By Sarah Binder

MARION–Marion Square Park is surrounded on three sides by small, local businesses, including one of Gae Sharp-Richardson’s, but she calls it an island.

Even on days when people flow Uptown for a festival, it’s simply too difficult to get them to cross traffic-filled Seventh Avenue and visit the shops. She’s hoping a Main Street Iowa designation can change that.

Main Street Iowa is a statewide program that looks at four sources of value: economic, design, organization and promotion, through a historic-preservation lens, said Thom Guzman, director of the Iowa Downtown Resource Center, a department of the Iowa Economic Development Authority that runs the Main Street program. Qualified communities typically receive about $120,000 in value in training and services from specialists, such as market research.

During the 26 years of the program, it has spurred nearly $1.15 billion in private sector investment and helped start 3,800 new businesses, Mr. Guzman said. There are 48 active communities in the state, and last year, Marion hoped to add their name to the list.

Marion didn’t make the cut.

The state gave the city one year to rally more support before reconsidering its application. The deadline was Nov. 9 and Marion will find out the results early next year.

Jill Ackerman, president of the Marion Chamber of Commerce, said the application process was a bit daunting. It requires detailed information about the proposed district, existing businesses, the property values and histories of buildings, as well as short- and long-term goals. For Marion’s proposed 26-square-block district, the printed application is nearly 4 inches thick.

“You kind of have to become a detective for a few months,” Ms. Ackerman said.

Then, the group needs to document community support of the initiative. This time around, the chamber has raised more than $10,000 and collected more than 350 letters of support; Mr. Guzman said these numbers are typical for a community the size of Marion.

“Communities have to demonstrate a commitment to the Main Street approach,” he said. “They have to demonstrate to the state that they are willing to embrace this strategy.”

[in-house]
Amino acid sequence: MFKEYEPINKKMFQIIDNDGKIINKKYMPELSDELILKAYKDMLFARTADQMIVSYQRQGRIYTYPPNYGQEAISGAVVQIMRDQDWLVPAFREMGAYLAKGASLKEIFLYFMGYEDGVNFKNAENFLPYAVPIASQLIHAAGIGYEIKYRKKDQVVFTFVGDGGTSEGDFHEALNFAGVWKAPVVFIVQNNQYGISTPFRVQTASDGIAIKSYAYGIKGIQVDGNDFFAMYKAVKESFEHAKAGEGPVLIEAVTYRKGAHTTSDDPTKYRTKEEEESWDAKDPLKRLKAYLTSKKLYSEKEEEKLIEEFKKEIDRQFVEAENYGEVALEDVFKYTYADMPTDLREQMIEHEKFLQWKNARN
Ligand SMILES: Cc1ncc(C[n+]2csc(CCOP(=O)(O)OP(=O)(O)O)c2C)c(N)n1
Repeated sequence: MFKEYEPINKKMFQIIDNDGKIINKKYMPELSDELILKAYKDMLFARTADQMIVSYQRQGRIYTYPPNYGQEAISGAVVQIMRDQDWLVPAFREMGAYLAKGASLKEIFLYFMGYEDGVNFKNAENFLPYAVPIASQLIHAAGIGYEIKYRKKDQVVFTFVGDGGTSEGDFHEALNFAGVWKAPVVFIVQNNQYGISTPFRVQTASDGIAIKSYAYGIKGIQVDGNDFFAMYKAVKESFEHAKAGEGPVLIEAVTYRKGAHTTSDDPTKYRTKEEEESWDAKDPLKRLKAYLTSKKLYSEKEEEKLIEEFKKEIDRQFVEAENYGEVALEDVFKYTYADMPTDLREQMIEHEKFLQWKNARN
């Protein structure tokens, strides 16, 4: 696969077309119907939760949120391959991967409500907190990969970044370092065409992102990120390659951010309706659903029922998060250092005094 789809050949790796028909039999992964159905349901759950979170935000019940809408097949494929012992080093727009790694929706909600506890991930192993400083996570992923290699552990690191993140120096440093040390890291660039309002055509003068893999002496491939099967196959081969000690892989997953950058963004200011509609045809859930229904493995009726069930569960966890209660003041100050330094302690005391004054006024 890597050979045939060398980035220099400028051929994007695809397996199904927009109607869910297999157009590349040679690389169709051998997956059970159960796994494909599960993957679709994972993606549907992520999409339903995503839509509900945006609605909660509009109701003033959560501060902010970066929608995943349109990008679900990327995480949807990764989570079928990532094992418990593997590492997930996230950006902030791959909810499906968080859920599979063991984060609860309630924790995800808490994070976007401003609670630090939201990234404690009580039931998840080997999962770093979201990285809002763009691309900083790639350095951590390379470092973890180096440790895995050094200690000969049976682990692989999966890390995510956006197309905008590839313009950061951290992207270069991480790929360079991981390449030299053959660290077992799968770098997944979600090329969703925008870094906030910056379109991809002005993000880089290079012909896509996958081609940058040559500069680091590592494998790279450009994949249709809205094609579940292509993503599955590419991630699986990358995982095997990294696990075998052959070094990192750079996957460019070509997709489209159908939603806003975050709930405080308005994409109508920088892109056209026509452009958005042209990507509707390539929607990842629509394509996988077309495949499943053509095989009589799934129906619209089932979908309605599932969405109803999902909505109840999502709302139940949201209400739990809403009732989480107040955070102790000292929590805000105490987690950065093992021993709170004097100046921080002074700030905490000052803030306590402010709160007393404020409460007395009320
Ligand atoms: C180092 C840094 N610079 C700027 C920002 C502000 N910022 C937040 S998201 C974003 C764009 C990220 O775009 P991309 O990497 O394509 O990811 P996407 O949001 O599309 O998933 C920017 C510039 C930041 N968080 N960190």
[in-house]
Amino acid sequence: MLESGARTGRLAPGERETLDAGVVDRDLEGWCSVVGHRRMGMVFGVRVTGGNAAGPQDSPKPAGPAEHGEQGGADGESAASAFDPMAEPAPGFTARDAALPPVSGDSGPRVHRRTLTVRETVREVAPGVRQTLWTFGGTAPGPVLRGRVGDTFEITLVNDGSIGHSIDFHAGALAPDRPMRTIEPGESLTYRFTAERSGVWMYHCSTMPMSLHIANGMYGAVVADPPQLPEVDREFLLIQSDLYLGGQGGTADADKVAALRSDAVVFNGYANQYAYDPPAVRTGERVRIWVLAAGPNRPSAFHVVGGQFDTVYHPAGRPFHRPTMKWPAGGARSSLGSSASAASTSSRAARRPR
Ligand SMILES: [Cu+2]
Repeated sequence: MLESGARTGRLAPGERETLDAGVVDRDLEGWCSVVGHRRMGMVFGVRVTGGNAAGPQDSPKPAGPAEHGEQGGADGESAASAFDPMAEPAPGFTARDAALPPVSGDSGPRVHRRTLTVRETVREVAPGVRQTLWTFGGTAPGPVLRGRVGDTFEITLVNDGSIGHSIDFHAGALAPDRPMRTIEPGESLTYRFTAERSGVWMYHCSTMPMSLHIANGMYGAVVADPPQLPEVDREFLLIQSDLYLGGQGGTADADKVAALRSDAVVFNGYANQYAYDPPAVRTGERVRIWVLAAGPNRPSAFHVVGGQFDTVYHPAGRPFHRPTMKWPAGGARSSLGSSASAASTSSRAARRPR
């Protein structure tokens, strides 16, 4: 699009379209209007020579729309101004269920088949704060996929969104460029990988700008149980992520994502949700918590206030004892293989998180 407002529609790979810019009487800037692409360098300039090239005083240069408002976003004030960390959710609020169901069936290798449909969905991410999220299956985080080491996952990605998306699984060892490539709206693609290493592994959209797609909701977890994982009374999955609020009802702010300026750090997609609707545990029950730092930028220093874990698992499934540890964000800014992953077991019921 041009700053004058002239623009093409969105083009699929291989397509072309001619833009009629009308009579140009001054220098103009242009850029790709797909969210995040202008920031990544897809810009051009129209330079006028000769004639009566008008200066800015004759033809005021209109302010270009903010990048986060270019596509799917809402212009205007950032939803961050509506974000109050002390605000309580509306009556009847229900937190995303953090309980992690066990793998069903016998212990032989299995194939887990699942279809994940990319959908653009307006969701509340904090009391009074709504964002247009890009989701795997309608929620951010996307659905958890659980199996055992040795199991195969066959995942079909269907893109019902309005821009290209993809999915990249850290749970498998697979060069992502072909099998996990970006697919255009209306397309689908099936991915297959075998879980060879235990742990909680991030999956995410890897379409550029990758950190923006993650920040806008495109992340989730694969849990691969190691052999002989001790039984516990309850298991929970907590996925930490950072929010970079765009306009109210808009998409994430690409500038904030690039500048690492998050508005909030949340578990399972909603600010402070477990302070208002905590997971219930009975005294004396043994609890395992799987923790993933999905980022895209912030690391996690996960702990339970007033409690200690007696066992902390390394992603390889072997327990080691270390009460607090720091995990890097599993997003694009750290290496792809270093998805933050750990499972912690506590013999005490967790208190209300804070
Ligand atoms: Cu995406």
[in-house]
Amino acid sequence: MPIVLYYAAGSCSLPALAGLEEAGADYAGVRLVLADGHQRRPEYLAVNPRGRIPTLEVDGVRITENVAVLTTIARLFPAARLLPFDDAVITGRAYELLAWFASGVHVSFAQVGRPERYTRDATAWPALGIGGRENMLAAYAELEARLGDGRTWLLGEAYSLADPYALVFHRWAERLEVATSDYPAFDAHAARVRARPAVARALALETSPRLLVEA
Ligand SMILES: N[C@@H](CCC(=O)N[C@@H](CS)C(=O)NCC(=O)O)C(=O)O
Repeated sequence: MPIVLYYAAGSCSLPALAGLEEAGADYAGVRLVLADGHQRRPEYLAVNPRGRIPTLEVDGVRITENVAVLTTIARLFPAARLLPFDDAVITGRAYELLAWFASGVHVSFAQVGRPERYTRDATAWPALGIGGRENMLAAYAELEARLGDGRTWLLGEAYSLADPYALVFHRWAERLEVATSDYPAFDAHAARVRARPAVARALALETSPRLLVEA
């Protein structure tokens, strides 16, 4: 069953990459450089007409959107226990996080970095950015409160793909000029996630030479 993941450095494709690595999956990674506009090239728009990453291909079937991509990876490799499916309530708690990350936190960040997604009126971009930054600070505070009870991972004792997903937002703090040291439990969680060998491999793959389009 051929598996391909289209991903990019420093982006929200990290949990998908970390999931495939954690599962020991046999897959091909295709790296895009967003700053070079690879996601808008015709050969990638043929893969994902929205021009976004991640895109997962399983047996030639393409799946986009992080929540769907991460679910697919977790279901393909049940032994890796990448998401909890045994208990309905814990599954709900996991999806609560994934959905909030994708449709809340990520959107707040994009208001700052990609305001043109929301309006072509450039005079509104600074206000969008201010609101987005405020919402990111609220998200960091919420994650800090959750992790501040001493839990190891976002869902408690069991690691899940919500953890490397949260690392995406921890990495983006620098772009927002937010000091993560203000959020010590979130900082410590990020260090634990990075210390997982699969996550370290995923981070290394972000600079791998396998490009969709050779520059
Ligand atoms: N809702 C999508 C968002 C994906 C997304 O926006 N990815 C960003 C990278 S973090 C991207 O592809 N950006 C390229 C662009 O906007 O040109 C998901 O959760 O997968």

If selected, Marion will also need to find a full-time staffer for the Main Street initiative.

Although the process is long, Ms. Ackerman believes it will be worthwhile and local business owners are excited about it. The group has witnessed the benefits in other Main Street communities, including Central City, Mount Vernon and West Branch.

“I think the great thing about the Main Street organization is they have this proven structure that has worked all over the country,” she said.

The Main Street Iowa program is based on the 4-point approach developed by the National Main Street Program that has been used in communities around the country. All four need to be powered by an “army” of volunteers and all four work together.

For example, the promotion committee, which might plan festivals, and the design committee, which might create streetscape plans, need to ensure the results are consistent with the district’s economic realities. In other words, as Mr. Guzman explained, districts can’t try to throw a wine and cheese festival for a beer and pretzel crowd.

“Trying to determine what they want to be when they grow up is critical in this new
phase of downtowns.”

–Thom Guzman

It begins with a visioning process.

“If they were able to wave the magic wand, what would downtown look like?” he said. Main Street Iowa provides business and design specialists to help the districts determine their market niche.

“They can’t be the same thing they were 30 years ago,” Mr. Guzman said. “Trying to determine what they want to be when they grow up is critical in this new phase of downtowns.”